Severe complications are the main limitations of endosonography-guided biliary drainage and include bile leakage, pneumoperitoneum, hemorrhage, and cholangitis. The reported complication rates vary from 10 to 36% [4]. Our impression was that these rates probably reflected the learning curve of one of the most complex therapeutic endoscopic procedures, where expertise in both ERCP and endosonography is necessary. It is also recognized that the lack of dedicated wires, catheters, needles, and stents might contribute to the complexity of the procedure. However, based on the present series, biliary and duodenal adequate positioning and deployment of metallic stents in a single session did not prove to be overly challenging. Actually, it proved possible in all patients. In the present series, all procedures were performed by a senior endoscopist experienced both in ERCP and curved-array endosonography for 15 years. Except for the case where the choice for an inadequate model of stent (uncovered biliary stent) lead to a complication (biliary leakage), the unfavorable clinical evolution possibly reflected the importance of patient selection on results. In the present series, all patients presented with stage IV disease with ascites. It is also noteworthy that three patients were in their 8th or 9th decades of life and were clinically compromised as suggested by their low Karnofsky index scores.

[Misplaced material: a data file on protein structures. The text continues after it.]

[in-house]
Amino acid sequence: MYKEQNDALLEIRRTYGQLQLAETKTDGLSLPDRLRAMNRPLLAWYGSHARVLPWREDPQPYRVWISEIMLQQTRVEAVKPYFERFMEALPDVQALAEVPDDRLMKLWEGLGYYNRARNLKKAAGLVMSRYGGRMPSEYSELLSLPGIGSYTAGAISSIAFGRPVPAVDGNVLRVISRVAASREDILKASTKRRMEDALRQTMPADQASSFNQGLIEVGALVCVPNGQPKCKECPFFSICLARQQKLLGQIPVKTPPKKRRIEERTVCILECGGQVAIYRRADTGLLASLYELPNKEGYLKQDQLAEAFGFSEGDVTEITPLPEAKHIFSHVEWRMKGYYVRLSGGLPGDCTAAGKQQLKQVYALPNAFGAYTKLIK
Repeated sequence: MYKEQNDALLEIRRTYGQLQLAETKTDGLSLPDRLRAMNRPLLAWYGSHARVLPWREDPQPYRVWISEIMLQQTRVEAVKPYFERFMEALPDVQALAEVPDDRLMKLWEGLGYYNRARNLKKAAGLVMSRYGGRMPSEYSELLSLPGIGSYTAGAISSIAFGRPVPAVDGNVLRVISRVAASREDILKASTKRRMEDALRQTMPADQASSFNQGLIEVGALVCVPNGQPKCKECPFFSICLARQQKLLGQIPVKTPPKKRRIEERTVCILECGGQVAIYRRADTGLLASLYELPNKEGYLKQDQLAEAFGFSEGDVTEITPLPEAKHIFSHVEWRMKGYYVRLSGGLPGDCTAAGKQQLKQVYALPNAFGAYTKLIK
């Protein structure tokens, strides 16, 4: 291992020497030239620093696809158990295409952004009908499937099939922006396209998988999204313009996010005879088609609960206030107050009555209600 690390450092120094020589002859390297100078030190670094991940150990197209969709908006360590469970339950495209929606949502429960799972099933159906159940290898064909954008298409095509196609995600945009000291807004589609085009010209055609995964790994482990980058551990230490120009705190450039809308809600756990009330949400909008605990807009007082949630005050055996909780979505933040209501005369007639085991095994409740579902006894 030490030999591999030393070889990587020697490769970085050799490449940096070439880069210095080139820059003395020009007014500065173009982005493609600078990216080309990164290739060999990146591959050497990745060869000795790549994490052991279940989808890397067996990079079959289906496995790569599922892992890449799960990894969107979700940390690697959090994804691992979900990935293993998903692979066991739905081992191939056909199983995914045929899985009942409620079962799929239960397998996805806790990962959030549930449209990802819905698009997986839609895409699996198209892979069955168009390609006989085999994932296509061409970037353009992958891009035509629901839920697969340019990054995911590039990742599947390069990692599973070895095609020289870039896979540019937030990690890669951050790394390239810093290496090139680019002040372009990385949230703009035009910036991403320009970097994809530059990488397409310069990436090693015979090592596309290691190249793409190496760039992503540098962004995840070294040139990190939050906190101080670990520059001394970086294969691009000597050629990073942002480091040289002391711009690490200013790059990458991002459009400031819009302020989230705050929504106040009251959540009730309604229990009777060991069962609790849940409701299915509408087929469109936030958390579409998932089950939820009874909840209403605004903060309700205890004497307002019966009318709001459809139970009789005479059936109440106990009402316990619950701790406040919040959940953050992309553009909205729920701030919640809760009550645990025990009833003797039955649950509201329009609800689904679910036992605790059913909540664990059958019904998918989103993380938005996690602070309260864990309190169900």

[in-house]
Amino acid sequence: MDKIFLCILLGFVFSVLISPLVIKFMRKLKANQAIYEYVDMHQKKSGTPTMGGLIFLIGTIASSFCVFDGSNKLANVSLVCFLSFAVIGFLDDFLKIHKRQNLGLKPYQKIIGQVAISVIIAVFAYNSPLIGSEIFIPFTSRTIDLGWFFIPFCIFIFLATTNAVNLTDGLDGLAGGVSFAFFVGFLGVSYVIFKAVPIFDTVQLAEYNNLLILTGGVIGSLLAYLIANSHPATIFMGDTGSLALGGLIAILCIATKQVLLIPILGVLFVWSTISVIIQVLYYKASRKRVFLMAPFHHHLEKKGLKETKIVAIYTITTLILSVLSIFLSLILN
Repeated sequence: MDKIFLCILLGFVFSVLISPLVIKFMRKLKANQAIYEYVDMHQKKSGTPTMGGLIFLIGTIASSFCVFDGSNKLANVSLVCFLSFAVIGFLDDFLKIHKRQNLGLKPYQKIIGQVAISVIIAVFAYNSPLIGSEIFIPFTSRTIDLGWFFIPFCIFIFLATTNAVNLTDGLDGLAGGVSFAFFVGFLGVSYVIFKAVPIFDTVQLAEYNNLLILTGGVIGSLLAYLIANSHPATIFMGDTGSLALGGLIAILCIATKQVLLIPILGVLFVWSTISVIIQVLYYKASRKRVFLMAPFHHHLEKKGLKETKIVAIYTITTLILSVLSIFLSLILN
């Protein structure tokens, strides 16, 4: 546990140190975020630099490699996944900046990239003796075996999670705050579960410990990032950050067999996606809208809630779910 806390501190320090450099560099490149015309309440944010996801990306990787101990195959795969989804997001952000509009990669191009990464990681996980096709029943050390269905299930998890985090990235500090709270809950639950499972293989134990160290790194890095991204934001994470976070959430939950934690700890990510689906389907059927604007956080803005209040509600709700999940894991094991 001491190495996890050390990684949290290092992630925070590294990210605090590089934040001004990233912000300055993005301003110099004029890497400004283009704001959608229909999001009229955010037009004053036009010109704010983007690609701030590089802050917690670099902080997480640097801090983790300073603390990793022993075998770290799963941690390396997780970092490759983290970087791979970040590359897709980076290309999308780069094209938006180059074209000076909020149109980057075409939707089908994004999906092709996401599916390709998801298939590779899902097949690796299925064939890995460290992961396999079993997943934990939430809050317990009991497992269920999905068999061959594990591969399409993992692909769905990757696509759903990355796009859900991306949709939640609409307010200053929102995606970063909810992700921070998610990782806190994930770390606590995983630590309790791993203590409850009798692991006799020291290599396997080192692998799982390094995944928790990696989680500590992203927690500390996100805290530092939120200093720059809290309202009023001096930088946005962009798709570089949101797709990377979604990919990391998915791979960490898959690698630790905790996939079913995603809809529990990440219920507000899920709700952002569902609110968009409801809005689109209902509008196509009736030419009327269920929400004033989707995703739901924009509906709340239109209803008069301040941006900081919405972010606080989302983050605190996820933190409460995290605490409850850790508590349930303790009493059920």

A recent study favored surgical treatment of gastric outlet obstruction compared to metallic stenting, especially for patients with life expectancies longer than 3 months [12]. This was a concern in our series as clinical assessment and Oncol ogic staging suggested shorter life expectancies. In fact, the indication for endosonography-guided biliary drainage was a decision of a multidisciplinary team, which included radiologists who found PTC to be unsafe due to the presence of ascites in all the patients of the present series.

Obviously, this small clinical series does not allow any conclusions to be drawn. However, it suggests that elder patients with stage IV cancer, ascites, and low clinical performance status scores are at higher risk for clinical failure of single session endosonographyguided biliary drainage and duodenal stenting, despite the technical success of the procedures. As clinical experience with endosonography-guided biliary drainage increases, further studies utilizing this challenging technique should address technical aspects, new devices, and patient selection.

Conflict of interest

The authors have no potential conflict of interest

References